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China's financial stability is at risk as the number of defaults continues to rise, and weak banks threaten the world's second-largest economy, Bloomberg reports.

Why it matters: Chinese officials are wary of stepping in because they don't want to encourage "moral hazard and reckless spending," Bloomberg writes.

The state of play: The stability of small banks is one of the major concerns as their relationship with state-owned regional companies could lead to a "downward spiral" if Beijing doesn't stop in, Bloomberg notes.

  • China's central bank and other regulators said "they are forcing troubled banks to increase capital, cut bad loans, limit dividends and replace management," Bloomberg writes.
  • A sweeping package is being floated around that would push smaller banks to merge with the support of local governments.

The bottom line: Some support measures might help China's economy and financial stability right now, but it could lead to even bigger debt problems in the future, per Bloomberg.

Go deeper: China's economy grows at slowest pace since 1992

Go deeper

Updated 2 hours ago - Politics & Policy

Coronavirus dashboard

Illustration: Aïda Amer/Axios

  1. Politics: Chris Christie: Wear a mask "or you may regret it — as I did" — Senate Democrats block vote on McConnell's targeted relief bill.
  2. Business: New state unemployment filings fall.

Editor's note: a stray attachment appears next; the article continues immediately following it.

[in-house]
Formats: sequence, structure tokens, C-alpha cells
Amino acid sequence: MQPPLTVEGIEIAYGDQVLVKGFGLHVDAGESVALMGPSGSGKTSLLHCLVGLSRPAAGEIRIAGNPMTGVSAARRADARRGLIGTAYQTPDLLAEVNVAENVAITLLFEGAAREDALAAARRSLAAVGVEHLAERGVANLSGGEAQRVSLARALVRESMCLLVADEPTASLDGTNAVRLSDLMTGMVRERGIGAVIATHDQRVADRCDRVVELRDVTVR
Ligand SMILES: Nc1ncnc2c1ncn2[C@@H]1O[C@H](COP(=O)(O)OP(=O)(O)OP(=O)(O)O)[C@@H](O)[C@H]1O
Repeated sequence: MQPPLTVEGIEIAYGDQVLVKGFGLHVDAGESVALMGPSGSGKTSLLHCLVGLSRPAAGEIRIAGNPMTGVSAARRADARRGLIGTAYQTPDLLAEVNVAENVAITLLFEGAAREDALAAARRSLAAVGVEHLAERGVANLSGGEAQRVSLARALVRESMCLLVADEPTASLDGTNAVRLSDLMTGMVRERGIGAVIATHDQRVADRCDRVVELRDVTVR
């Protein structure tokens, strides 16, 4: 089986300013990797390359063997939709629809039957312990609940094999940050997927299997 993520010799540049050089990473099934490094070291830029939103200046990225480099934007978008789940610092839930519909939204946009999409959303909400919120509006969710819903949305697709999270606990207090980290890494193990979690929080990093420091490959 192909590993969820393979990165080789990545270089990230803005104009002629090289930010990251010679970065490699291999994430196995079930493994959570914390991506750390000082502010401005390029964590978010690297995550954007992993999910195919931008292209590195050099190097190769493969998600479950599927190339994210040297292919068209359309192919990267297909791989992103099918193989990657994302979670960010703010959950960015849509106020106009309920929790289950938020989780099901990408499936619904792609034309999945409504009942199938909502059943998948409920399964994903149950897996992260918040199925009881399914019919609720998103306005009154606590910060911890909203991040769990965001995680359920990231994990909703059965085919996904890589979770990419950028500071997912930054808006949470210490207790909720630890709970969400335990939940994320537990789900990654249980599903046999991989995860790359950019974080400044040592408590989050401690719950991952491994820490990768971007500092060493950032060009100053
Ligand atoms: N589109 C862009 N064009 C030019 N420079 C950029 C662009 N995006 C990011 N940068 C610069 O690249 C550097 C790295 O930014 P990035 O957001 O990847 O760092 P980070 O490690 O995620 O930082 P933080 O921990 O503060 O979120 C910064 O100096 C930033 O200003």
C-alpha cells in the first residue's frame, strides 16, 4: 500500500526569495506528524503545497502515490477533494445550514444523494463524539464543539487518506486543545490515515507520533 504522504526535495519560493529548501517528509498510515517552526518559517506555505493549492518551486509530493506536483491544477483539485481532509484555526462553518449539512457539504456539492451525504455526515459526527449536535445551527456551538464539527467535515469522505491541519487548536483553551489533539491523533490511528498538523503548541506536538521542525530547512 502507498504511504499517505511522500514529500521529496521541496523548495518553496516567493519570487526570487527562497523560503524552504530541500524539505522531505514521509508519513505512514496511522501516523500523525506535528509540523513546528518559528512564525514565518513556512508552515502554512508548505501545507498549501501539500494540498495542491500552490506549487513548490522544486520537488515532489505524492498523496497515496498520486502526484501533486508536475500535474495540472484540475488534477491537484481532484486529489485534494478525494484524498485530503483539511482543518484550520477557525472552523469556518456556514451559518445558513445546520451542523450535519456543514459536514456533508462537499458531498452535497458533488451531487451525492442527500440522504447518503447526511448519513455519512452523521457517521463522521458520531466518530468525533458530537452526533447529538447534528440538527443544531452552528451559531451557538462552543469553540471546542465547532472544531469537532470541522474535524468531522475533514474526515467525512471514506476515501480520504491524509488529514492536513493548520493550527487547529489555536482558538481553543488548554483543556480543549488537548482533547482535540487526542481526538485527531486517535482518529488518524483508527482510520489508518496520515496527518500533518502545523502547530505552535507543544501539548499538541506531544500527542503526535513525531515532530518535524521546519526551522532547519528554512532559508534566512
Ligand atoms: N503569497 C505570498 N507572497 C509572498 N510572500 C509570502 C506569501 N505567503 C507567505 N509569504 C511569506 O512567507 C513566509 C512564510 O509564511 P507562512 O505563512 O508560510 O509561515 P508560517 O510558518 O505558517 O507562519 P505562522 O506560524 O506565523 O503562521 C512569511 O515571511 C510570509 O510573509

3. Economy: Why the stimulus delay isn't a crisis (yet).
  4. Health: FDA approves Gilead's remdesivir as a coronavirus treatment How the pandemic might endMany U.S. deaths were avoidable.
  5. Education: Boston and Chicago send students back home for online learning.
  6. World: Spain and France exceed 1 million cases.

Early voting eclipses 2016 total with 12 days until election

People stand in line to vote early in Fairfax, Virginia in September. Photo: Tasos Katopodis/Getty Images

Americans have cast more than 47.1 million ballots in the 2020 presidential election, surpassing the total early-vote count for 2016 with 12 days left until Election Day, according to a Washington Post analysis of voting data.

Why it matters: The election is already underway, as many states have expanded early and mail-in voting options because of the coronavirus pandemic.

What to expect from the final debate of the 2020 election

Trump and Biden at the first debate. Morry Gash-Pool/Getty Image

Watch for President Trump to address Joe Biden as “the big guy” or “the chairman” at tonight's debate as a way of dramatizing the Hunter Biden emails. Hunter's former business partner Tony Bobulinski is expected to be a Trump debate guest.

The big picture: Trump's advisers universally view the first debate as a catastrophe — evidenced by a sharp plunge in Trump’s public and (more convincingly for them) private polling immediately following the debate.